It happened periodically throughout the years: Influential Chicago radio personality John Records Landecker would think about writing a memoir, then reject the idea out of hand.
"Some other radio person would do one and I'd think, maybe I should do that," Landecker said. "But then I'd think, who'd be interested in reading about me?"
After insistent prodding from his former producer, Mount Prospect resident Rick Kaempfer, Landecker finally followed through. The result is "Records Truly Is My Middle Name," a funny and brutally candid look at Landecker's life and career. The book came out in March from Eckhartz Press, the publishing company Kaempfer co-owns.
"I actually feel pretty blown away by how great the reception has been for the book," Landecker said. "I guess Rick was right."
Landecker, a lifelong radio junkie who set up a pretend station in his bedroom closet while growing up in Ann Arbor, Mich., arrived in Chicago in 1972. He joined the staff at WLS AM 890, the hugely popular Chicago station with a roster of on-air talent that included Larry Lujack and Bob Sirott. When he settled into place in the evening shift, Landecker began to change the way people thought of Top 40 music radio.
"He broke through a big wall," said Kaempfer, a former radio man who would spend 10 years working as Landecker's producer before becoming a writer and publisher. "At that time, music personalities didn't take calls, they didn't do anything that could be considered 'out of the box.' He changed that, and his approach is so commonplace now that it's hard to imagine anything else."
Among the bits for which Landecker became famous was "Boogie Check," which involved him simply picking up the phone and answering calls live on the air. It became a sensation, and young people would make it a point of pride to be heard on the air during a Boogie Check.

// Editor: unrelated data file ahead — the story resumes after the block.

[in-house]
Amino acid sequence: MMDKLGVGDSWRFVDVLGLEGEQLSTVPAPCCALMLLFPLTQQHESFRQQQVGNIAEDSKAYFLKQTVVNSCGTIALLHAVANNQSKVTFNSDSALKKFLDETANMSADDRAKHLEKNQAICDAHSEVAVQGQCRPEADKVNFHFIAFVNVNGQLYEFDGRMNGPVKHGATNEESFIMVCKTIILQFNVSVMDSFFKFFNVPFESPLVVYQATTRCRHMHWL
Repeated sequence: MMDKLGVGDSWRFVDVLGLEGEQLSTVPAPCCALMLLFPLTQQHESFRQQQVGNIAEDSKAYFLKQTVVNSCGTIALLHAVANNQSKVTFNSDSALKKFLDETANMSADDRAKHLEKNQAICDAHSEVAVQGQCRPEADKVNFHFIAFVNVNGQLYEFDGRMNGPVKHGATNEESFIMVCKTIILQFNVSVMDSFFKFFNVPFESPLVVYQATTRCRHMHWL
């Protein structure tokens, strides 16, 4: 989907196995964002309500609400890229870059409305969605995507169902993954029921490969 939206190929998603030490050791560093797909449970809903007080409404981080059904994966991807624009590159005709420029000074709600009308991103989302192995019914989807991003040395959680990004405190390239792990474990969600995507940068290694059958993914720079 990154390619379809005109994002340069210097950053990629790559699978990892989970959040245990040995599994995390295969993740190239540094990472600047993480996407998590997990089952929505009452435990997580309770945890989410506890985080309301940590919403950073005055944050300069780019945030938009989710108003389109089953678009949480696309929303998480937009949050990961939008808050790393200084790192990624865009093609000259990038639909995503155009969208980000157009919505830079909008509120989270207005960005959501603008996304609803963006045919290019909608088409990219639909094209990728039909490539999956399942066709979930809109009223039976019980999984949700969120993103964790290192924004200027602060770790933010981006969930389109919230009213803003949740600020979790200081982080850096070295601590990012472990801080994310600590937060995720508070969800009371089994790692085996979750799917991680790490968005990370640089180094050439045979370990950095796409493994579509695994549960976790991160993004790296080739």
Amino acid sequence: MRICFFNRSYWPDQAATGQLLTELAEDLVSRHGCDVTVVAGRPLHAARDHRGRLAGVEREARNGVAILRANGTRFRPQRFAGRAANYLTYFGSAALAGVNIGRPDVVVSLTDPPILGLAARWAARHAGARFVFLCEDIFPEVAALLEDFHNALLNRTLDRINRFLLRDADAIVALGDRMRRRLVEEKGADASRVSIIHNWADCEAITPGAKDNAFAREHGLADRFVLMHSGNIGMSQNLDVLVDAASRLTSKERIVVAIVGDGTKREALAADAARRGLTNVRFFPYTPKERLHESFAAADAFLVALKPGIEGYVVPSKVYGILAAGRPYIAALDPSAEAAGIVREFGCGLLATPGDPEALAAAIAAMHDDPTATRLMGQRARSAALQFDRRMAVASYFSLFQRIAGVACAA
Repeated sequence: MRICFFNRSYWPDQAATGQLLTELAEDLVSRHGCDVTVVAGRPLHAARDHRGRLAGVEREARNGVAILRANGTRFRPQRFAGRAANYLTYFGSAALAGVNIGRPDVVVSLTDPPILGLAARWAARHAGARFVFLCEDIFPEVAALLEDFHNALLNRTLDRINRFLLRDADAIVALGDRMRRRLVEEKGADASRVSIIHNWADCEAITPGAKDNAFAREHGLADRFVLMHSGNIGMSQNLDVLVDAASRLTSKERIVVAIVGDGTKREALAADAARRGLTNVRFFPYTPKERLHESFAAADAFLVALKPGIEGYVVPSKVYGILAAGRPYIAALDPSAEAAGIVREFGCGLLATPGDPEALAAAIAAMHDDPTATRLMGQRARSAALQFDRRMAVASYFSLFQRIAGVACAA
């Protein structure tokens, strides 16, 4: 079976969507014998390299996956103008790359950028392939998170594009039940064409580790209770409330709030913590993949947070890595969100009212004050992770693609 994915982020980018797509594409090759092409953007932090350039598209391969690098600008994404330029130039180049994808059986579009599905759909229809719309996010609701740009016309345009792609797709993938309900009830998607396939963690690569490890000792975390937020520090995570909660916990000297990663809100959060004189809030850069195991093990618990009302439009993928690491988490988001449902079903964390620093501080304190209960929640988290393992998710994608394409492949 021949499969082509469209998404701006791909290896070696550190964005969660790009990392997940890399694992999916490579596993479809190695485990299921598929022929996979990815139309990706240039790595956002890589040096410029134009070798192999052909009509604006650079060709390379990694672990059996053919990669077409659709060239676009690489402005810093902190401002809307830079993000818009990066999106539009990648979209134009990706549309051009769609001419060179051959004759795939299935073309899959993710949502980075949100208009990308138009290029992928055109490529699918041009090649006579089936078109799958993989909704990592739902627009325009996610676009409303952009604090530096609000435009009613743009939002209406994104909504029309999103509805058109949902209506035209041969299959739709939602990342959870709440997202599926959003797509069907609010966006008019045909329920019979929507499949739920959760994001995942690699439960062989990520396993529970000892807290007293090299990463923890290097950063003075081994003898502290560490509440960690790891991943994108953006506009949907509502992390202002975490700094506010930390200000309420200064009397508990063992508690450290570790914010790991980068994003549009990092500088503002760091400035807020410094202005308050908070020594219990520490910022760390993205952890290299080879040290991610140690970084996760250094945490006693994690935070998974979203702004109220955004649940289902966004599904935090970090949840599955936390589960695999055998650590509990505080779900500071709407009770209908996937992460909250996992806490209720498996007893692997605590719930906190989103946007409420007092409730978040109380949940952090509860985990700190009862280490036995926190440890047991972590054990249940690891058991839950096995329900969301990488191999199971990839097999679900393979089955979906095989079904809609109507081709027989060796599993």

Landecker writes that one of the contributors was a kid from Glendale Heights who would go on to become one of the world's biggest rock stars -- Billy Corgan of Smashing Pumpkins.
"There was no planning to that whatsoever," Landecker said of the Boogie Check bit. "It really just came from me being bored and deciding to pick up the phone. But it was very unusual at that time and in that format."
Landecker became a star on WLS, and he began to hobnob with celebrities. He writes of the day when he accompanied a pre-"Saturday Night Fever" John Travolta to Woodfield Mall in Schaumburg for a promotional appearance. They were expecting a few thousand people to show, but roughly 30,000 screaming fans filled the mall.
"It was incredible," Landecker said. "Later Travolta told me that that appearance was what made him realize that his celebrity had jumped to an insane level."
By the end of the 1970s, the landscape at WLS had changed. Landecker, feeling betrayed by shifting standards at the station, bolted for a job in Toronto. He would return to Chicago a few years later, working stints at a variety of stations, including WLUP and WCKG.
Landecker writes honestly of his personal troubles during that time, troubles that included excessive drinking, drug use and extramarital affairs. He expresses regret in the book for not being a good father early on for his two daughters.
"I felt that if I was going to do a memoir, I had to be honest about the bad stuff," he said. "And it wasn't hard to write it all down, because it's baggage I've left behind. I haven't done that kind of regrettable stuff in 25 years."
Landecker is still on the radio, and at his original Chicago radio home -- he does evenings on WLS FM 94.7. The business and the medium have changed dramatically since he started, with radio stations more programmed and generic.
"It's also that there are so many more ways for people to spend their time now," he said. "Today, it's not a priority for people to listen to the radio at night. When I started, it was."
Despite that, Landecker is delighted to be doing what he's loved his whole life, he says. And he's particularly happy to be on the air in the city where he made his original splash.
"This will sound corny, but there is something so cool to me about being on the air in Chicago at night, and saying those three call letters, WLS," he said. "Those call letters mean something to me, and I know they mean something to a lot of people. So no, I have no complaints."
"Records Truly Is My Middle Name" is available in paperback at eckhartzpress.com.